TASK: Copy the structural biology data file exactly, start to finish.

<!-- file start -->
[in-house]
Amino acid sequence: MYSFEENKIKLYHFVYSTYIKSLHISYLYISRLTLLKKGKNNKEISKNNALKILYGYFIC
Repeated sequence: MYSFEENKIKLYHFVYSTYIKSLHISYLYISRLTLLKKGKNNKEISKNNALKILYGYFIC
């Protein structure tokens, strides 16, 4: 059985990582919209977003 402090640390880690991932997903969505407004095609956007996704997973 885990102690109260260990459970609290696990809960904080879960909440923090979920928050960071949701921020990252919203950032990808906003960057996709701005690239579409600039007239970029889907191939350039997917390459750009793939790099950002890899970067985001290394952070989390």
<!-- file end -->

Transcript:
[in-house]
Amino acid sequence: MYSFEENKIKLYHFVYSTYIKSLHISYLYISRLTLLKKGKNNKEISKNNALKILYGYFIC
Repeated sequence: MYSFEENKIKLYHFVYSTYIKSLHISYLYISRLTLLKKGKNNKEISKNNALKILYGYFIC
């Protein structure tokens, strides 16, 4: 059985990582919209977003 402090640390880690991932997903969505407004095609956007996704997973 885990102690109260260990459970609290696990809960904080879960909440923090979920928050960071949701921020990252919203950032990808906003960057996709701005690239579409600039007239970029889907191939350039997917390459750009793939790099950002890899970067985001290394952070989390």